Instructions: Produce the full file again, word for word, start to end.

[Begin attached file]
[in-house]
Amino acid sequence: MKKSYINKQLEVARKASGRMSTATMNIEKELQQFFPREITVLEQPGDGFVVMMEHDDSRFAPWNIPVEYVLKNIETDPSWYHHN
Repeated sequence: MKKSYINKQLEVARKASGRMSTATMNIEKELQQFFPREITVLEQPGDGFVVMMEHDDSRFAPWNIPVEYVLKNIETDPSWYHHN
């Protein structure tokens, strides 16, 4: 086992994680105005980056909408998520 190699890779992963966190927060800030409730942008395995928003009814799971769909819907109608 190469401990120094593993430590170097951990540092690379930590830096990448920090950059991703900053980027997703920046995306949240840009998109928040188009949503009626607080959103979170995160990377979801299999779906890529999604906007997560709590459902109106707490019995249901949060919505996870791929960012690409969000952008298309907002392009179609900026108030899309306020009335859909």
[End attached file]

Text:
[in-house]
Amino acid sequence: MKKSYINKQLEVARKASGRMSTATMNIEKELQQFFPREITVLEQPGDGFVVMMEHDDSRFAPWNIPVEYVLKNIETDPSWYHHN
Repeated sequence: MKKSYINKQLEVARKASGRMSTATMNIEKELQQFFPREITVLEQPGDGFVVMMEHDDSRFAPWNIPVEYVLKNIETDPSWYHHN
């Protein structure tokens, strides 16, 4: 086992994680105005980056909408998520 190699890779992963966190927060800030409730942008395995928003009814799971769909819907109608 190469401990120094593993430590170097951990540092690379930590830096990448920090950059991703900053980027997703920046995306949240840009998109928040188009949503009626607080959103979170995160990377979801299999779906890529999604906007997560709590459902109106707490019995249901949060919505996870791929960012690409969000952008298309907002392009179609900026108030899309306020009335859909």